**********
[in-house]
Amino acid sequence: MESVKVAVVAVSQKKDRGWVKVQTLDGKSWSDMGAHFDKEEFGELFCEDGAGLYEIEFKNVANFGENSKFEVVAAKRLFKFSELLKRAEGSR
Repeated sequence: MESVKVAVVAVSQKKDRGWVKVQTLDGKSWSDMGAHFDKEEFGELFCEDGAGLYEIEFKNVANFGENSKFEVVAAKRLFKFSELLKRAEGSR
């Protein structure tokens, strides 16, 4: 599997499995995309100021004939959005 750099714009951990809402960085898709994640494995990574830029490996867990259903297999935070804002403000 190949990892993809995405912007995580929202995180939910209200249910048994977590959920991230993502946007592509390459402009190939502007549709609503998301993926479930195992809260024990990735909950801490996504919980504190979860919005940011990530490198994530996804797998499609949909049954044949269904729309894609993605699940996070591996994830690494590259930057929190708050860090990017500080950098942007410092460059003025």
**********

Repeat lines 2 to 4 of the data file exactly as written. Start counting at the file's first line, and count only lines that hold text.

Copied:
Amino acid sequence: MESVKVAVVAVSQKKDRGWVKVQTLDGKSWSDMGAHFDKEEFGELFCEDGAGLYEIEFKNVANFGENSKFEVVAAKRLFKFSELLKRAEGSR
Repeated sequence: MESVKVAVVAVSQKKDRGWVKVQTLDGKSWSDMGAHFDKEEFGELFCEDGAGLYEIEFKNVANFGENSKFEVVAAKRLFKFSELLKRAEGSR
């Protein structure tokens, strides 16, 4: 599997499995995309100021004939959005 750099714009951990809402960085898709994640494995990574830029490996867990259903297999935070804002403000 190949990892993809995405912007995580929202995180939910209200249910048994977590959920991230993502946007592509390459402009190939502007549709609503998301993926479930195992809260024990990735909950801490996504919980504190979860919005940011990530490198994530996804797998499609949909049954044949269904729309894609993605699940996070591996994830690494590259930057929190708050860090990017500080950098942007410092460059003025």